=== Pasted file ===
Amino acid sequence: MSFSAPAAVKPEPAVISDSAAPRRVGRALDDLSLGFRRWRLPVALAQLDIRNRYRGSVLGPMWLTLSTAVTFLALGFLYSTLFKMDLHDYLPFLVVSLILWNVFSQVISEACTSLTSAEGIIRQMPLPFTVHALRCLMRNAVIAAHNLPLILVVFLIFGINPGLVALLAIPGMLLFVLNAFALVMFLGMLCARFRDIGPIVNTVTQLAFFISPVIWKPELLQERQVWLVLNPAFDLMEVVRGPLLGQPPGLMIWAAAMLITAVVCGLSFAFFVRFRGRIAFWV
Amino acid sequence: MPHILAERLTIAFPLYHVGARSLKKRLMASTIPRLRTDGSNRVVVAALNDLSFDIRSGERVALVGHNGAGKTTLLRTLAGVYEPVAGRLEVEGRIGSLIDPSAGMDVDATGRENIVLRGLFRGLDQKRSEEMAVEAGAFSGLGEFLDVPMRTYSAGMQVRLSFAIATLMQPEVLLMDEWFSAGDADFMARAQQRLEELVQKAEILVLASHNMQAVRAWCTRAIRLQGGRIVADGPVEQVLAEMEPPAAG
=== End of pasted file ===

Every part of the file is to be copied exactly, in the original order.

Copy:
Amino acid sequence: MSFSAPAAVKPEPAVISDSAAPRRVGRALDDLSLGFRRWRLPVALAQLDIRNRYRGSVLGPMWLTLSTAVTFLALGFLYSTLFKMDLHDYLPFLVVSLILWNVFSQVISEACTSLTSAEGIIRQMPLPFTVHALRCLMRNAVIAAHNLPLILVVFLIFGINPGLVALLAIPGMLLFVLNAFALVMFLGMLCARFRDIGPIVNTVTQLAFFISPVIWKPELLQERQVWLVLNPAFDLMEVVRGPLLGQPPGLMIWAAAMLITAVVCGLSFAFFVRFRGRIAFWV
Amino acid sequence: MPHILAERLTIAFPLYHVGARSLKKRLMASTIPRLRTDGSNRVVVAALNDLSFDIRSGERVALVGHNGAGKTTLLRTLAGVYEPVAGRLEVEGRIGSLIDPSAGMDVDATGRENIVLRGLFRGLDQKRSEEMAVEAGAFSGLGEFLDVPMRTYSAGMQVRLSFAIATLMQPEVLLMDEWFSAGDADFMARAQQRLEELVQKAEILVLASHNMQAVRAWCTRAIRLQGGRIVADGPVEQVLAEMEPPAAG